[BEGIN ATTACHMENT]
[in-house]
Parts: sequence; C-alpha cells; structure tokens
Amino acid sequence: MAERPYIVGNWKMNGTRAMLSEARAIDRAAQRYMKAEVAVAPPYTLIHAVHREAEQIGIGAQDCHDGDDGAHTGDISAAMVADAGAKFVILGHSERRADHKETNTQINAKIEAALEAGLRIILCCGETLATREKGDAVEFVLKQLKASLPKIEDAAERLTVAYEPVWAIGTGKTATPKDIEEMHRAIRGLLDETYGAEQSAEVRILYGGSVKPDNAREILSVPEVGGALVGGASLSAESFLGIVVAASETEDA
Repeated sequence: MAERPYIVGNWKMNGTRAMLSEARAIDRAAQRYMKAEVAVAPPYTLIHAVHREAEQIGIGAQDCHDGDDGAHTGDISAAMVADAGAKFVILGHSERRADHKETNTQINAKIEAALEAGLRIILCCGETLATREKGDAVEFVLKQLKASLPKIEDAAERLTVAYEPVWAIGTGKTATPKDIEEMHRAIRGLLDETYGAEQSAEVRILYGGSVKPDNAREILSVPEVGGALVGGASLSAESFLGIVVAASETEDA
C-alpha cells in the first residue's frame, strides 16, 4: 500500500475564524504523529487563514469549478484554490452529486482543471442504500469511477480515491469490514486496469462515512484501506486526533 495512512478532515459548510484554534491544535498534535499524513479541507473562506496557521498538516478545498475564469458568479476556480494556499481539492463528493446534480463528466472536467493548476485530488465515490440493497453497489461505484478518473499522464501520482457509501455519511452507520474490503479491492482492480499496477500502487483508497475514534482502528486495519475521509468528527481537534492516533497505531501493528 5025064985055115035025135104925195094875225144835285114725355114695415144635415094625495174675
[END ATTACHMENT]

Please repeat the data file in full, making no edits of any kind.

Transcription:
[in-house]
Parts: sequence; C-alpha cells; structure tokens
Amino acid sequence: MAERPYIVGNWKMNGTRAMLSEARAIDRAAQRYMKAEVAVAPPYTLIHAVHREAEQIGIGAQDCHDGDDGAHTGDISAAMVADAGAKFVILGHSERRADHKETNTQINAKIEAALEAGLRIILCCGETLATREKGDAVEFVLKQLKASLPKIEDAAERLTVAYEPVWAIGTGKTATPKDIEEMHRAIRGLLDETYGAEQSAEVRILYGGSVKPDNAREILSVPEVGGALVGGASLSAESFLGIVVAASETEDA
Repeated sequence: MAERPYIVGNWKMNGTRAMLSEARAIDRAAQRYMKAEVAVAPPYTLIHAVHREAEQIGIGAQDCHDGDDGAHTGDISAAMVADAGAKFVILGHSERRADHKETNTQINAKIEAALEAGLRIILCCGETLATREKGDAVEFVLKQLKASLPKIEDAAERLTVAYEPVWAIGTGKTATPKDIEEMHRAIRGLLDETYGAEQSAEVRILYGGSVKPDNAREILSVPEVGGALVGGASLSAESFLGIVVAASETEDA
C-alpha cells in the first residue's frame, strides 16, 4: 500500500475564524504523529487563514469549478484554490452529486482543471442504500469511477480515491469490514486496469462515512484501506486526533 495512512478532515459548510484554534491544535498534535499524513479541507473562506496557521498538516478545498475564469458568479476556480494556499481539492463528493446534480463528466472536467493548476485530488465515490440493497453497489461505484478518473499522464501520482457509501455519511452507520474490503479491492482492480499496477500502487483508497475514534482502528486495519475521509468528527481537534492516533497505531501493528 5025064985055115035025135104925195094875225144835285114725355114695415144635415094625495174675